Re: [OT] Droit d'auteur vs. free software?
Arnoud Galactus Engelfriet <email@example.com> writes:
> Then they're not doing what the law says they must. Not much
> you can do about that, other than hoping the judge will see
> it differently.
The copyright laws in the US do *not* say that the heirs are
restricted to what the author wants. But even so, that's not the
In my example case, the heirs *think* they are doing what the author
wants, but they are wrong, because the author is not as bigoted as
"Not much you can do about that"? Hardly--you could, for example,
*not have the whole bogus concept in the first place*.
> If the author does not complain, then it's reasonable to assume
> his moral right isn't harmed. And if after his death his heirs
> do complain, then the court is faced with the question whether
> this is in line with what the author would have wanted. Of course,
> if the heirs are good liars and/or the court is gullible, then
> you can arrive at something that's totally contrary to the
> author's wishes.
Or if the heirs are simply mistaken.
Your first sentence, however, is false. Suppose you were right: that
if the author does not complain, his right can't possibly be
violated. Then the author would be able to cede his right, right? He
could say "I promise not to complain". And a free software license is
just that, isn't it?
If the author can say "I promise not to complain" then he can cede his
right. But the law says he cannot cede his right, so he cannot
promise to complain.
Which means, in turn, that he cannot validly give away his software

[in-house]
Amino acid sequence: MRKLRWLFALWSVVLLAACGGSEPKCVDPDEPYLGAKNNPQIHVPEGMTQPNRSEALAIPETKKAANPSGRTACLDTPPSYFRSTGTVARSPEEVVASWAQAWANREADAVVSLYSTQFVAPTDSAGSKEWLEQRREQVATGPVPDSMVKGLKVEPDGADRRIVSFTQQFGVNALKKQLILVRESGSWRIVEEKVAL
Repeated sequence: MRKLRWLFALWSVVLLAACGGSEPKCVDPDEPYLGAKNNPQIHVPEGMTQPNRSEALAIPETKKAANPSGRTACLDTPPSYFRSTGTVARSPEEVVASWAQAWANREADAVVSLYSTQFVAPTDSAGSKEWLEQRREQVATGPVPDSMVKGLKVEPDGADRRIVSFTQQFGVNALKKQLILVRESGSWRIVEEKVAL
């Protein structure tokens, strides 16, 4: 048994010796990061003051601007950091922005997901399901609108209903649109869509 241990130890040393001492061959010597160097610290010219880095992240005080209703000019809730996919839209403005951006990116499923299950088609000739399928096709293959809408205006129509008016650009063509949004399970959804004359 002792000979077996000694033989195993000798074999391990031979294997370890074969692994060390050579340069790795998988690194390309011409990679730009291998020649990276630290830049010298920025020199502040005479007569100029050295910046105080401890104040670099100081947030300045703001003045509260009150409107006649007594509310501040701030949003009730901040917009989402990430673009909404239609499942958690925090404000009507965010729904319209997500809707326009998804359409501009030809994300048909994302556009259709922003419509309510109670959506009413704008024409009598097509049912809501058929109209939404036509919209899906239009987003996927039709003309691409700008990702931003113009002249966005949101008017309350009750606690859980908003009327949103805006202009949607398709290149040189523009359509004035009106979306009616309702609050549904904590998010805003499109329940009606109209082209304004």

under a free software license, because, whether he wants it or not,
the law *preserves* his right, such that if he later changes his mind,
he can insist that his "inalienable author's rights" be respected.
> When he died, his copyright and moral rights went to his heirs.
> It is now their responsibility to manage those rights in the
> way the deceased author would have wanted.
No. When property lands in the hands of heirs, they manage it however
they want. That's the way normal property does. The author's rights
say that it must not be defamatory of the author, but nothing in that
says that it is the *author's* determination of "what is defamatory"
which counts. And in many cases, great harm can be wreaked by
well-meaning, *not* dishonest, but still incorrect, guesses about what
"the author wanted".
And since the *author* has the permanent, inalienable right to change
his mind, that right itself also passes to the heirs, does it not?
> I think it is strange that this responsibility does not extend to,
> say, publishing something the author wanted to keep a secret.
Not me. But then US law is nowhere near as censorious as what
Europeans seem happy to put up with.
> I think you'll find this concept is very much embedded in
> European copyright law. In fact it's in the Berne Convention
> from the very beginning. That's why it's called author's rights
> and not just copyright (as is the case in the USA).
The Berne Convention is very carefully ambiguous, permitting both the
European and the US versions of copyright. If it were not for that,
the US wouldn't have gone along at all.
> To clarify: the right to object to mutilations of the work
> that harm the honor or reputation of the author cannot be renounced.
Right. And the author *cannot* renounce that. No matter *what* he
And if ten years after he dies, his heirs think something is
defamatory, then they can sue, even if the author says "no changes to
this work will count as defamatory", precisely because that statement
by the author is an attempt to renounce something that *cannot* be